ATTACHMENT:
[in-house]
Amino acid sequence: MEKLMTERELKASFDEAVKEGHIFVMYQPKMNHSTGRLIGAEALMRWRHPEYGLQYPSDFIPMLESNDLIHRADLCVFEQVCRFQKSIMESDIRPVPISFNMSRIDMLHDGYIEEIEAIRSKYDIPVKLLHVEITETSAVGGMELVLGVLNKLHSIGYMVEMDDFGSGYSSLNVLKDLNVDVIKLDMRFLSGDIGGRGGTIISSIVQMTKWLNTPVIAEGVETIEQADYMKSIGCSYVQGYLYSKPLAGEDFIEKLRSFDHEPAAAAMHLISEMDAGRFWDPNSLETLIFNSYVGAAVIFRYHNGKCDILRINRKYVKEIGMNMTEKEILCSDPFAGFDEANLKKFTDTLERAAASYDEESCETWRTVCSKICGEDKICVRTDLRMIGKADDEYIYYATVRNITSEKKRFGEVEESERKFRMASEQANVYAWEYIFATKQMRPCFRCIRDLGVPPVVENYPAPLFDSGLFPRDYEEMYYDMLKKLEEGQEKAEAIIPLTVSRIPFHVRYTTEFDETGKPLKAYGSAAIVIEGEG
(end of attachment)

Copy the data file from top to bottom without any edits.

[in-house]
Amino acid sequence: MEKLMTERELKASFDEAVKEGHIFVMYQPKMNHSTGRLIGAEALMRWRHPEYGLQYPSDFIPMLESNDLIHRADLCVFEQVCRFQKSIMESDIRPVPISFNMSRIDMLHDGYIEEIEAIRSKYDIPVKLLHVEITETSAVGGMELVLGVLNKLHSIGYMVEMDDFGSGYSSLNVLKDLNVDVIKLDMRFLSGDIGGRGGTIISSIVQMTKWLNTPVIAEGVETIEQADYMKSIGCSYVQGYLYSKPLAGEDFIEKLRSFDHEPAAAAMHLISEMDAGRFWDPNSLETLIFNSYVGAAVIFRYHNGKCDILRINRKYVKEIGMNMTEKEILCSDPFAGFDEANLKKFTDTLERAAASYDEESCETWRTVCSKICGEDKICVRTDLRMIGKADDEYIYYATVRNITSEKKRFGEVEESERKFRMASEQANVYAWEYIFATKQMRPCFRCIRDLGVPPVVENYPAPLFDSGLFPRDYEEMYYDMLKKLEEGQEKAEAIIPLTVSRIPFHVRYTTEFDETGKPLKAYGSAAIVIEGEG